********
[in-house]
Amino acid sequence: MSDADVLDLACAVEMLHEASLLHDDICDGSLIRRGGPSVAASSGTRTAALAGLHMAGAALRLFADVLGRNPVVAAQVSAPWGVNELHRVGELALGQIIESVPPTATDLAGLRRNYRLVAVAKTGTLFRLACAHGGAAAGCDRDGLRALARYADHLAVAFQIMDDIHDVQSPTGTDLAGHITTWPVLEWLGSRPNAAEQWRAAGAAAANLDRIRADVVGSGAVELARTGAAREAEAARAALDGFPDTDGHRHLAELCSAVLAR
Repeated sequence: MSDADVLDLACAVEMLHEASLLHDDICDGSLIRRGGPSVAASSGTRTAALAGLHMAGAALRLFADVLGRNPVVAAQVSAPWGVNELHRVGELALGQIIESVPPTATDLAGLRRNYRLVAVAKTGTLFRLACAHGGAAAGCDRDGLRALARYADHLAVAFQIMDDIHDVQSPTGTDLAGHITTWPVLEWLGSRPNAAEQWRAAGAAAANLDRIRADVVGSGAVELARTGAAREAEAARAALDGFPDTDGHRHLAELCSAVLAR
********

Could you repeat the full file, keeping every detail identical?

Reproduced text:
[in-house]
Amino acid sequence: MSDADVLDLACAVEMLHEASLLHDDICDGSLIRRGGPSVAASSGTRTAALAGLHMAGAALRLFADVLGRNPVVAAQVSAPWGVNELHRVGELALGQIIESVPPTATDLAGLRRNYRLVAVAKTGTLFRLACAHGGAAAGCDRDGLRALARYADHLAVAFQIMDDIHDVQSPTGTDLAGHITTWPVLEWLGSRPNAAEQWRAAGAAAANLDRIRADVVGSGAVELARTGAAREAEAARAALDGFPDTDGHRHLAELCSAVLAR
Repeated sequence: MSDADVLDLACAVEMLHEASLLHDDICDGSLIRRGGPSVAASSGTRTAALAGLHMAGAALRLFADVLGRNPVVAAQVSAPWGVNELHRVGELALGQIIESVPPTATDLAGLRRNYRLVAVAKTGTLFRLACAHGGAAAGCDRDGLRALARYADHLAVAFQIMDDIHDVQSPTGTDLAGHITTWPVLEWLGSRPNAAEQWRAAGAAAANLDRIRADVVGSGAVELARTGAAREAEAARAALDGFPDTDGHRHLAELCSAVLAR